14,159 calls were received by the Dublin Rape Crisis Centre's (DRCC) helpline last year, with the numbers seeking counselling also increasing.
A new report from the DRCC, to be published today, "vividly illustrates the significant problem of sexual violence we still face in Ireland," Helen McEntee, the justice minister, has said.
The DRCC saw a 118% jump in people requesting help navigating the criminal justice system in 2019, compared to 2018.
300 people were directly supported by the DRCC, in attending a sexual assault treatment unit (SATU), following rape or sexual assault last year; a jump of 42% from 2018.
The DRCC's annual report, which will be launched online by Ms McEntee at 3:30pm, shows a growth in people seeking all its services.
Last year, the DRCC's national helpline received 14,159 calls, an increase of 6% from 2018. Of these, 7,704 people were contacting the service for the first time.
Those seeking therapy and counselling grew to 617 in 2019 — an increase from 582 in 2018, and 120 training days were delivered to 1,631 people, with 69 talks given in secondary schools and colleges.
Noting the surge in demand, DRCC CEO, Noeline Blackwell, referenced their expanded justice-system-accompaniment service as a key support for people.
"While we are glad to support as many as we can, our support, dependent on the public fundraising resources we can bring to it, is no substitute for adequate, structured supports for victims of these most intimate of crimes."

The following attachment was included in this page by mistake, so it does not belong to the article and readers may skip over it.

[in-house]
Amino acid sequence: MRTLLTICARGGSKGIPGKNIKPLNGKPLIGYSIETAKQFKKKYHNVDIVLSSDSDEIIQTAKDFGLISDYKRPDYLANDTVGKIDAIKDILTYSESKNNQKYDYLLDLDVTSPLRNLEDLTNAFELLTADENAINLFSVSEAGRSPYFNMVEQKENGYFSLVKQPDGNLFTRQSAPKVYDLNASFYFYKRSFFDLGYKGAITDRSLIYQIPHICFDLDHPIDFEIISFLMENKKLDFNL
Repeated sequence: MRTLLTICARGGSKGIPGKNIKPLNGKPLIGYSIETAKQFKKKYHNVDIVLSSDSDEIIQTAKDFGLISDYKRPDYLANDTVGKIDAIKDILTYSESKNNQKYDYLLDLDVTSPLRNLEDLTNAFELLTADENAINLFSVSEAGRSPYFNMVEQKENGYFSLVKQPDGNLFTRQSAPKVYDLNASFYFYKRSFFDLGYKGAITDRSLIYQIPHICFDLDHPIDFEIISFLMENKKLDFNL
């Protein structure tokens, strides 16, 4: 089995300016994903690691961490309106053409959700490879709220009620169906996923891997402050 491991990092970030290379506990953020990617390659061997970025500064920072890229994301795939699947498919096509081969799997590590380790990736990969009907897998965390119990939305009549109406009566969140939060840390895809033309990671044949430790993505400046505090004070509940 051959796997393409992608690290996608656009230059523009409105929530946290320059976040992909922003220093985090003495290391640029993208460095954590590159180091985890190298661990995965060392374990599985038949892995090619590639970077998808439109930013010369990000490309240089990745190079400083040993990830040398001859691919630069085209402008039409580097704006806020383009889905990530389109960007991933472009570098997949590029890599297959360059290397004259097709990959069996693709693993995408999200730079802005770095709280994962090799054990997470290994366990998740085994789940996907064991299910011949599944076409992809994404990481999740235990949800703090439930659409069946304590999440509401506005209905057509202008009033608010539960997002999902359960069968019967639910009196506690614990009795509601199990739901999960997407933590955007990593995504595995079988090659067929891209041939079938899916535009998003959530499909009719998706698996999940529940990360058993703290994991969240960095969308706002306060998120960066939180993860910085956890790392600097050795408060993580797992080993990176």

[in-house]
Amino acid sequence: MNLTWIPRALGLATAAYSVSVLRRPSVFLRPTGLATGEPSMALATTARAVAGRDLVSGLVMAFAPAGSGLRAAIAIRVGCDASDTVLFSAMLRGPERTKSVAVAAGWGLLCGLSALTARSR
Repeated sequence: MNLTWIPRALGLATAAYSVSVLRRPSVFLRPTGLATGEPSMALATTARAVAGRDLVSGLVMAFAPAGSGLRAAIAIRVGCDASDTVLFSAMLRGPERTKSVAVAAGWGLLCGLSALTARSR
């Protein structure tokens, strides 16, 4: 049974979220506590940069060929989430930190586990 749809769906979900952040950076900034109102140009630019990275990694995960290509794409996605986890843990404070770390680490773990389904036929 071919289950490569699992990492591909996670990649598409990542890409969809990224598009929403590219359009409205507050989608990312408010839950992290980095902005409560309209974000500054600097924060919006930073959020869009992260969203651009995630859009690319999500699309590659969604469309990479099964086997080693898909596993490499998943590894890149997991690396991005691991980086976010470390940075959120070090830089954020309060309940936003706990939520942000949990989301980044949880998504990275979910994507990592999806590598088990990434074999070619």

Ms Blackwell said that the centre was glad to see the publication of the O’Malley Report, which made sweeping recommendations for change in August 2020.
Speaking ahead of the launch, Ms McEntee said: "The Dublin Rape Crisis Centre annual report, 2019, vividly illustrates the significant problem of sexual violence we still face in Ireland."
The minister said she was developing an implementation plan for the O'Malley Report and was committed to "urgent action" for victims.
While demand for DRCC services has grown, public fundraising has "fallen off a cliff" since March, Ms Blackwell said, with such events "at a standstill" because of Covid-19 restrictions.
Ms Blackwell warned of a further surge in demand for their services, as 20% of the centre’s clients in 2019 reported abuse by partners or ex-partners and many people have been trapped at home with their abuser.
DRCC counsellors noted extremely heightened anxiety levels and feelings of isolation from helpline callers and therapy clients.
"As restrictions have eased, there has been a significant surge in demand, putting our services under unprecedented pressure," Ms Blackwell said. "It will be essential that we can continue, and even expand, our work to cope with that surge, as we face into the winter and into 2021,” Ms Blackwell said.